To his friends and peers, Torrey Pines High School senior Rami Kabakibi is a stoic of sorts. A deep thinker, calm without fail, and often quiet. But there is one topic that sends Kabakibi into a frenzy of passionate loquaciousness. A topic which transforms him into a fierce changemaker and activist.
Perhaps by fate, Kabakibi says his household began receiving the Time Magazine – a publication known for its consistent coverage of climate change – monthly amidst the Covid-19 lockdown. While most teens spent their time during the pandemic scrolling through TikTok, Kabakibi allocated all of his time to poring over every article and research paper he could find about the global climate crisis. The more he uncovered the scientific root of the issue, the greater his alarm and compulsion for action grew.
“Some people ask, why do you do this,” he said. “And for me it’s more like how could I not? How can you not take action after realizing how severe of an issue this is?”
Kabakibi began his journey as a member of the Citizen Climate Lobby local San Diego North Chapter, through which he met with government officials, such as Mike Levin, to encourage them to implement climate change legislation through lobbying. Though his work with the organization was immensely valuable, Kabakibi felt that it was just the tip of the iceberg.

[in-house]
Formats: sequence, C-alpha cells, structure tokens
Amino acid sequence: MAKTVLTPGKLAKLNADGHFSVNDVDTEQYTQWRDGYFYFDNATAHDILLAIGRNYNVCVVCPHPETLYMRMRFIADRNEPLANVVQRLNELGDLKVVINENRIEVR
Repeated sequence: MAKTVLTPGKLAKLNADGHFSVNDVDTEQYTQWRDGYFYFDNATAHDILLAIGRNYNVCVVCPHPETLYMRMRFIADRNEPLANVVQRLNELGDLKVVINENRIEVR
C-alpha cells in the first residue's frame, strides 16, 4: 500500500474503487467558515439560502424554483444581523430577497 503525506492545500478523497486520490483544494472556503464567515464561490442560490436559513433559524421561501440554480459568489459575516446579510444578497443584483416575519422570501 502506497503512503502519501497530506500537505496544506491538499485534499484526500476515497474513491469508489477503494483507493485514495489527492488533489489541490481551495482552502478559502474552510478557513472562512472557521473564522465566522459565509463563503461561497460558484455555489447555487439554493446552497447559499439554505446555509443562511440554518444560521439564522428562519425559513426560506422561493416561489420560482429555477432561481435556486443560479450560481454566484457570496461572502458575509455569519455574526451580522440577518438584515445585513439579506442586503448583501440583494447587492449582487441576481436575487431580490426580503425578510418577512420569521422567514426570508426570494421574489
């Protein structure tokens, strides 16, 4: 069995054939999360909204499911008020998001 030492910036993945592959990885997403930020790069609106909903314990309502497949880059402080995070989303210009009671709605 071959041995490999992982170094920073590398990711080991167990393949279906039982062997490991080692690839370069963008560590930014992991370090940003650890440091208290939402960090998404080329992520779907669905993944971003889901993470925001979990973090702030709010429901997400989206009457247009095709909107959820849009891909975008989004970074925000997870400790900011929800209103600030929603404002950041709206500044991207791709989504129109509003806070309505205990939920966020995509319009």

He expanded his energy to San Diego 350, the largest climate organization in San Diego, specifically to their youth-based outlet called Youth4Climate. The organization has an endless variety of missions such as fighting to ban oil drilling in California and planning strikes to educate others.
“It was exactly what I was looking for,” he said. “Just the incredible feeling of being surrounded by like-minded passionate youth who actually care about our planet.”
Most recently, Kabakibi’s last eight months of work for Youth4Climate has culminated in a summit for youth interested in the environment hosted at the World Beat Center on August 19. The summit is completely student driven, and features prolific climate speakers from Scripps Institute for Oceanography, the Barona Band of Kumeyaay Indians, and more.
Kabakibi is the kind of conscious member of the planet that all should aspire to be like.
“No matter if you are younger or in your nineties, this is an issue you must get involved in. If you are younger, it is your future. It determines whether you can start a family 30 years from now.”